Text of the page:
Pupils explore Thornton’s 25-acre parkland to unearth animals in their natural habitats.
This term, our Year 2 girls are beginning their exploration of different habitats and learning that most animals live in environments to which they are best suited.
Mrs Mathieson introduced the new Science topic to her class by leading a field investigation into the micro-habitats on our doorstep. Concentrating on damp and shaded areas, the girls predicted what they might see under logs and paving slabs and in the school’s woodland.
To put their theory to the test, they set about exploring these settings and gathering the likes of woodlice, beetles, ants, centipedes and millipedes with the aid of bug kits and brushes. These animals, they learnt, obtain their food from plants and other living things in the same habitat. They are suited to a specific place and may not be able to survive elsewhere.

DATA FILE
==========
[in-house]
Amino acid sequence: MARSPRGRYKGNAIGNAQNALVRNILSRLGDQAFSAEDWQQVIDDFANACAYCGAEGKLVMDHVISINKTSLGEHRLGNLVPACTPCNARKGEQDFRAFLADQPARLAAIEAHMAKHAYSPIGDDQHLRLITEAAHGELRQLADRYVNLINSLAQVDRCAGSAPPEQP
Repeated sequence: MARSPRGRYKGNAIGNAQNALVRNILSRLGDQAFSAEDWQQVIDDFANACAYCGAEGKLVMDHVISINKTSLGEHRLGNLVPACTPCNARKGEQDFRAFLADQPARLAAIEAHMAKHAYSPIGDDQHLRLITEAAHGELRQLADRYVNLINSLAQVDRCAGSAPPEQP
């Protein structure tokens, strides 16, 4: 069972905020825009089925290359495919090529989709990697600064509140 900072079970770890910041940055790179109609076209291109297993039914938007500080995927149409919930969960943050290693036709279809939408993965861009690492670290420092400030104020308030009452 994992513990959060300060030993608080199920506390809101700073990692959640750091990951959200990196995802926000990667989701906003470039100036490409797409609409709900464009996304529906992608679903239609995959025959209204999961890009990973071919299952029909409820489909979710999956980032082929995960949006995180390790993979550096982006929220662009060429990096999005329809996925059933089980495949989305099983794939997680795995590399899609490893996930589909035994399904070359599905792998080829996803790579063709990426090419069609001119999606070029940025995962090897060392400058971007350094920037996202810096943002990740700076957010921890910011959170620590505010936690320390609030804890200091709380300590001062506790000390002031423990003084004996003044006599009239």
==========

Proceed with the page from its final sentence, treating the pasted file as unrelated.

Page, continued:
En route, the girls were excited to discover a toad hiding in a damp tree stump surrounded by empty snail shells and they noticed two flies trapped in a spider’s web – evidence of how nature’s food chains work, how one creature survives by eating another.
This early fieldwork will lead the children on to learning how to read, explain and create a food chain in future lessons.